The NTP has issued its final technical report on the toxicology (including genotoxicity) and carcinogenicity of zinc, following a 2-year study in Sprague Dawley rats receiving diets either deficient in, or containing excess, zinc (as zinc carbonate basic). There was “equivocal evidence of carcinogenic activity” in male rats receiving zinc-deficient diets (3.5 or 7 ppm) based on higher incidences of adenoma of the pancreas (and more animals with multiple pancreatic adenomas). There was “no evidence of carcinogenic activity” in female rats exposed to zinc-deficient diets, and “no evidence of carcinogenic activity” in male and female rats given diets containing excess zinc (250 or 500 ppm). Increased incidences of non-neoplastic lesions of the pancreas were observed in male and female rats receiving excess zinc, whilst male rats with zinc-deficient diets had increased incidences of non-neoplastic lesions of the testes.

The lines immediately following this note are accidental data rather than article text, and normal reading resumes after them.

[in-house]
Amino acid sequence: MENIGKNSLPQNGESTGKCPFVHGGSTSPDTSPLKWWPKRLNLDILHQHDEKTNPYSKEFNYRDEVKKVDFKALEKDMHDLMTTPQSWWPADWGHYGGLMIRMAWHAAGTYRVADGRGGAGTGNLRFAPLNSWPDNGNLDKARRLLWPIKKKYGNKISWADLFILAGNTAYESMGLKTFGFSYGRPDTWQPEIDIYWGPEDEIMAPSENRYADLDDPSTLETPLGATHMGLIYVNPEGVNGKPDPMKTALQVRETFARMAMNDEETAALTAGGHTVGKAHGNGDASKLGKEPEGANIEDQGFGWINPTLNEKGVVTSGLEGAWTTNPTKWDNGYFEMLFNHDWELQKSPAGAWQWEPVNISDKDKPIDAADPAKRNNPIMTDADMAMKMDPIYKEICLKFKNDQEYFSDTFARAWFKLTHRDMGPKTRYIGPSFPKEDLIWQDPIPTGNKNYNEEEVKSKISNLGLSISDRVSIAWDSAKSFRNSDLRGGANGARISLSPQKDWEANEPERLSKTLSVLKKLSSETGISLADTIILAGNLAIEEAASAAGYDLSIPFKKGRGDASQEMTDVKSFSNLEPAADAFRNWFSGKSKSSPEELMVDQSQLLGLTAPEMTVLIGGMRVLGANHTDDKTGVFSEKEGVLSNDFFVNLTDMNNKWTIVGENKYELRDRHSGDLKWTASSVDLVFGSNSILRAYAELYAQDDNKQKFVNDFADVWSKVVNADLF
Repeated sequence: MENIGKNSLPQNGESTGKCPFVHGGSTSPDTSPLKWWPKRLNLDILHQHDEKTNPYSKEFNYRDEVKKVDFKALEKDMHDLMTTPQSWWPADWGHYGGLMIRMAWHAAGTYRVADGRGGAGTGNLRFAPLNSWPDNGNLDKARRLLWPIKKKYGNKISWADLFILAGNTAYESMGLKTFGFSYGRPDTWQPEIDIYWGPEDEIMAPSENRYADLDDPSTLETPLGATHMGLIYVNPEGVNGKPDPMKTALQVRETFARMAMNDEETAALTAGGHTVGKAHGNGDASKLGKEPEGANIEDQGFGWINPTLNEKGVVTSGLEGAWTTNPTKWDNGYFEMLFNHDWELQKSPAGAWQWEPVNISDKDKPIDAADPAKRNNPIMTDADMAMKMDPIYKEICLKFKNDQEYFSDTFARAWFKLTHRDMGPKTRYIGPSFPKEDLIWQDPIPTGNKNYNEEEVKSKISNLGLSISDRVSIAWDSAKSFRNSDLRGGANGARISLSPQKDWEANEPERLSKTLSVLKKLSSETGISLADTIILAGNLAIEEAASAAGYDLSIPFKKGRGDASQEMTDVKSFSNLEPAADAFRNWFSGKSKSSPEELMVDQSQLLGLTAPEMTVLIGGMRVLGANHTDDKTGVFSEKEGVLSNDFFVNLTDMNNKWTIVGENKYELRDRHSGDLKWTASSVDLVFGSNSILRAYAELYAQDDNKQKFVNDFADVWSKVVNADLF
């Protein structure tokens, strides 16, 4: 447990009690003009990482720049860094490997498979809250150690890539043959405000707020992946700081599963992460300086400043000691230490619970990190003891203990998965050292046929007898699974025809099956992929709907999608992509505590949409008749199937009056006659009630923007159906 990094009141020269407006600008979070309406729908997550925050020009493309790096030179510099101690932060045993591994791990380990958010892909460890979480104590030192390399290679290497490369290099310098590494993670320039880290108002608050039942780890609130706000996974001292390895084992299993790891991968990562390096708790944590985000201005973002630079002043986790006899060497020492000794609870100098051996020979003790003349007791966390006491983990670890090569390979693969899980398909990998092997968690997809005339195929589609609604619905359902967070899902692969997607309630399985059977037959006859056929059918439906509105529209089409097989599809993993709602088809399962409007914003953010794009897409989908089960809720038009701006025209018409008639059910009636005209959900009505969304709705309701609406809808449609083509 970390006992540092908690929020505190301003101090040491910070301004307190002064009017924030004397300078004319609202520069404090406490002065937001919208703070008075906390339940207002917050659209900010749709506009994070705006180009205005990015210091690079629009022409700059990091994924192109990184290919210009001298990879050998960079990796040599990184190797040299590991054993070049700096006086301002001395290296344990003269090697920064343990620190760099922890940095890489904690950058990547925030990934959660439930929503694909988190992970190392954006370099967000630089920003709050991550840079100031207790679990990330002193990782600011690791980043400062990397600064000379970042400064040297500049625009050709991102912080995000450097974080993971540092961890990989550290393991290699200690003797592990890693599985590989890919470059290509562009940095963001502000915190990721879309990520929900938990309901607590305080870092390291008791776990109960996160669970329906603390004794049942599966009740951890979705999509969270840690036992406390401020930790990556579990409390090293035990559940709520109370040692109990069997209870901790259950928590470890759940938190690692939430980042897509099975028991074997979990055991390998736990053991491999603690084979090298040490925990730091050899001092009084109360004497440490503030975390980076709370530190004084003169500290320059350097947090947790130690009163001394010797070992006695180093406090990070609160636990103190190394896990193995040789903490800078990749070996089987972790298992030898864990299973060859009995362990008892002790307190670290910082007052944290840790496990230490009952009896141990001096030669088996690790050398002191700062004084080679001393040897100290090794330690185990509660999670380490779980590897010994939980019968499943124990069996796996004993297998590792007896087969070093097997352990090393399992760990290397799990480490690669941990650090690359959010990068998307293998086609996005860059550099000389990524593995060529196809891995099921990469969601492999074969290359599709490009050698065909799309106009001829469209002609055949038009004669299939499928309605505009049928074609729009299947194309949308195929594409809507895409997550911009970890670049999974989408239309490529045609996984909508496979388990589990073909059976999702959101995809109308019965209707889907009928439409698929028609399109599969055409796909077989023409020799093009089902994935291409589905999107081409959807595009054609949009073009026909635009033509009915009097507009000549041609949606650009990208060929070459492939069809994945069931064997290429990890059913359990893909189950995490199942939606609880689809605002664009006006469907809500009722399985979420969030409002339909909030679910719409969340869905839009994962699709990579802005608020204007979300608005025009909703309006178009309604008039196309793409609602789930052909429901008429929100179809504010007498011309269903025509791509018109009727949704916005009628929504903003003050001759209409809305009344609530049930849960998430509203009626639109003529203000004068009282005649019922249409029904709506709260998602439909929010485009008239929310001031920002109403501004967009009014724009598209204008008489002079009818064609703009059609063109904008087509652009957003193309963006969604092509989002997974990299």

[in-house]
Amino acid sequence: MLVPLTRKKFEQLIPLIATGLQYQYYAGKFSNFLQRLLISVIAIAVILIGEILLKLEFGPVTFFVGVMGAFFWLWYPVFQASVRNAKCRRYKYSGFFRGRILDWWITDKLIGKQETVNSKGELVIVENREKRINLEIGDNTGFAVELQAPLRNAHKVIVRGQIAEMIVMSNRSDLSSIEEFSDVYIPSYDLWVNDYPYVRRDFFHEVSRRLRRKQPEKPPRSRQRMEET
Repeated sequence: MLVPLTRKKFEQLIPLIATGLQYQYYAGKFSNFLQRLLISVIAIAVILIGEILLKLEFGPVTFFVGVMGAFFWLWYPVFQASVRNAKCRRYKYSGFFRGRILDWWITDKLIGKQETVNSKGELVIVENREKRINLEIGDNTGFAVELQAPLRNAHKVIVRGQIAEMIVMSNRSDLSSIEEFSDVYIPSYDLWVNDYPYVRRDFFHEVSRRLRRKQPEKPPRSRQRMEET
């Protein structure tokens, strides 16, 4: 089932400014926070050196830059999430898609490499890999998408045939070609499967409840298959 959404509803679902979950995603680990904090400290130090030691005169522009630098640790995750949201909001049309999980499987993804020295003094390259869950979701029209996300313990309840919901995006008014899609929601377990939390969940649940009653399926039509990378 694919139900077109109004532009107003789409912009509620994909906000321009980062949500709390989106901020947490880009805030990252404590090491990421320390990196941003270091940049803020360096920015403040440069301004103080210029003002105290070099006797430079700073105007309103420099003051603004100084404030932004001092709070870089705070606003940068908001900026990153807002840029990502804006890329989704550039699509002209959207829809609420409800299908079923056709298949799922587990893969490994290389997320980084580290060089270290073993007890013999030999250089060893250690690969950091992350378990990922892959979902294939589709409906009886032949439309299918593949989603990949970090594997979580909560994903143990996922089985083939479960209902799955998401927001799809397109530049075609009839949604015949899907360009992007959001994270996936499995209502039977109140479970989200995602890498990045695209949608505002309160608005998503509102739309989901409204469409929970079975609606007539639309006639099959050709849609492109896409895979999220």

US National Toxicology Program (2019). NTP Technical Report on the toxicology and carcinogenesis study of dietary zinc (CAS No. 5263-02-5) in Sprague Dawley Rats (Hsd: Sprague Dawley SD) (Feed study). NTP TR 592. Final. January 2019.

https://ntp.niehs.nih.gov/ntp/htdocs/lt_rpts/tr592.pdf

 

The above items were taken from the April 2019 issue of Toxicology and Regulatory News which is sent automatically to members of bibra.

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